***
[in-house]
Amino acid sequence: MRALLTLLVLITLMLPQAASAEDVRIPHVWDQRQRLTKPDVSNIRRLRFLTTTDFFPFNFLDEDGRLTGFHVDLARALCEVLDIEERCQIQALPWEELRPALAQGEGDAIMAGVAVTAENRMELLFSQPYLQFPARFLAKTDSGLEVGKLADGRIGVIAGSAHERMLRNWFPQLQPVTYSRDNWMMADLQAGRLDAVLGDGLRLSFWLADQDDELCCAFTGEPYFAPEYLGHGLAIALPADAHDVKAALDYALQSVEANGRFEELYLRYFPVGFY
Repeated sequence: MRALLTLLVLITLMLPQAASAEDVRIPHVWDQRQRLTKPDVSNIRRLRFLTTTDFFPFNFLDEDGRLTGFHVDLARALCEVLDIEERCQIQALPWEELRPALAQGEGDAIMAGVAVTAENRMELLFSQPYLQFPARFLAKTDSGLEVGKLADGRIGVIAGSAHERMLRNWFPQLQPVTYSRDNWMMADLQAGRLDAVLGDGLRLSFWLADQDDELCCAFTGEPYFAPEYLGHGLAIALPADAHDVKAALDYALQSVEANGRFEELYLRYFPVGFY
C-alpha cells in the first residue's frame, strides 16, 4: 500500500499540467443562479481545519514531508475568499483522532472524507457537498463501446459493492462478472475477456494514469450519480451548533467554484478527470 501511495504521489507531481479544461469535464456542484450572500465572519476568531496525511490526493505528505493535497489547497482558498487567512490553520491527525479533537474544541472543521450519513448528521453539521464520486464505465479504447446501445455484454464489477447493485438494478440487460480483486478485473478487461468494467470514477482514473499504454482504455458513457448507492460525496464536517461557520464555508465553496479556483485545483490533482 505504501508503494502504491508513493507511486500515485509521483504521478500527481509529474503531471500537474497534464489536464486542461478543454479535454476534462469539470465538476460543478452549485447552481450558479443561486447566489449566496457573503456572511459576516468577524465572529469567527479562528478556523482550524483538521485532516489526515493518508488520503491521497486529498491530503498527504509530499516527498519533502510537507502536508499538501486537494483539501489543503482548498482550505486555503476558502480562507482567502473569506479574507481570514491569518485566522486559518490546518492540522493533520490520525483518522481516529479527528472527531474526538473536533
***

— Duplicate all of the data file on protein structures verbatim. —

[in-house]
Amino acid sequence: MRALLTLLVLITLMLPQAASAEDVRIPHVWDQRQRLTKPDVSNIRRLRFLTTTDFFPFNFLDEDGRLTGFHVDLARALCEVLDIEERCQIQALPWEELRPALAQGEGDAIMAGVAVTAENRMELLFSQPYLQFPARFLAKTDSGLEVGKLADGRIGVIAGSAHERMLRNWFPQLQPVTYSRDNWMMADLQAGRLDAVLGDGLRLSFWLADQDDELCCAFTGEPYFAPEYLGHGLAIALPADAHDVKAALDYALQSVEANGRFEELYLRYFPVGFY
Repeated sequence: MRALLTLLVLITLMLPQAASAEDVRIPHVWDQRQRLTKPDVSNIRRLRFLTTTDFFPFNFLDEDGRLTGFHVDLARALCEVLDIEERCQIQALPWEELRPALAQGEGDAIMAGVAVTAENRMELLFSQPYLQFPARFLAKTDSGLEVGKLADGRIGVIAGSAHERMLRNWFPQLQPVTYSRDNWMMADLQAGRLDAVLGDGLRLSFWLADQDDELCCAFTGEPYFAPEYLGHGLAIALPADAHDVKAALDYALQSVEANGRFEELYLRYFPVGFY
C-alpha cells in the first residue's frame, strides 16, 4: 500500500499540467443562479481545519514531508475568499483522532472524507457537498463501446459493492462478472475477456494514469450519480451548533467554484478527470 501511495504521489507531481479544461469535464456542484450572500465572519476568531496525511490526493505528505493535497489547497482558498487567512490553520491527525479533537474544541472543521450519513448528521453539521464520486464505465479504447446501445455484454464489477447493485438494478440487460480483486478485473478487461468494467470514477482514473499504454482504455458513457448507492460525496464536517461557520464555508465553496479556483485545483490533482 505504501508503494502504491508513493507511486500515485509521483504521478500527481509529474503531471500537474497534464489536464486542461478543454479535454476534462469539470465538476460543478452549485447552481450558479443561486447566489449566496457573503456572511459576516468577524465572529469567527479562528478556523482550524483538521485532516489526515493518508488520503491521497486529498491530503498527504509530499516527498519533502510537507502536508499538501486537494483539501489543503482548498482550505486555503476558502480562507482567502473569506479574507481570514491569518485566522486559518490546518492540522493533520490520525483518522481516529479527528472527531474526538473536533